We will translate existing modeled hydroclimatic data into metrics used for water crossing design and replacement. WDFW permits (Hydraulic Code Rules, Chapter 220-110 WAC) and provides technical guidance for construction of hundreds of fish passable culverts, a number which is expected to rise dramatically in response to a 2013 federal court injunction directing the state to repair thousands of culverts that inhibit salmon migration. Current WDFW design guidance does not account for changes in hydrology resulting from climate change. This project will support the development of designs that maintain desired performance (e.g. connectivity benefits to aquatic organisms) throughout water crossings expected life.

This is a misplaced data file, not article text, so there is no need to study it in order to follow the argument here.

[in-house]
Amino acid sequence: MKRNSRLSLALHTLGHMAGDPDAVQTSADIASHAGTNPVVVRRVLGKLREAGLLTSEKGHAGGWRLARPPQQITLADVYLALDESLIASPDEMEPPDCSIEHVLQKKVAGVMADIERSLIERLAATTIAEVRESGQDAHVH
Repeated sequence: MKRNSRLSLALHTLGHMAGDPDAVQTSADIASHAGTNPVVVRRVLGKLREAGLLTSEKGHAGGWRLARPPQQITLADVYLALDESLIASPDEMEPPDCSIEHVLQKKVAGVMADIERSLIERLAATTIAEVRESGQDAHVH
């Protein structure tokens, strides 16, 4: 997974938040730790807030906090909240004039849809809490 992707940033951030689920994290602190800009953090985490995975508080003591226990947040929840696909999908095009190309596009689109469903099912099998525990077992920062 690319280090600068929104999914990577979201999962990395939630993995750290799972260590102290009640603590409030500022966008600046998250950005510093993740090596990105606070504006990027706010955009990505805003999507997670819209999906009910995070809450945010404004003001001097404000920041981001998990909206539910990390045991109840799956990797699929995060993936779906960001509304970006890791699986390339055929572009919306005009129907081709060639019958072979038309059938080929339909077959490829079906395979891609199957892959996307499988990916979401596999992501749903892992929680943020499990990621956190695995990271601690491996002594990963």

This project will incorporate climate change data into WDFW water crossing design guidance and permitting process by 1) translating available hydrologic projections derived from downscaled climate projections into metrics (e.g., bankfull width, toe width) used by WDFW and many others in the design of fish passage structures, and 2) mapping decision pathways to indicate where and how to incorporate climate information.
Species Impacted: All seven species of salmonids and other aquatic organisms that benefit from improved stream connectivity.
Geographic extent: Will apply directly to the entire State of Washington, but the process and products should be relevant to stream-road crossing decisions throughout the United States and Canada.
Specific Outcomes: WDFW engineers will be able to provide climate smart guidance and technical assistance influencing hundreds of stream crossings for fish passage annually an opportunity to leverage project results across a multitude of organizations engaged in fish barrier replacements.
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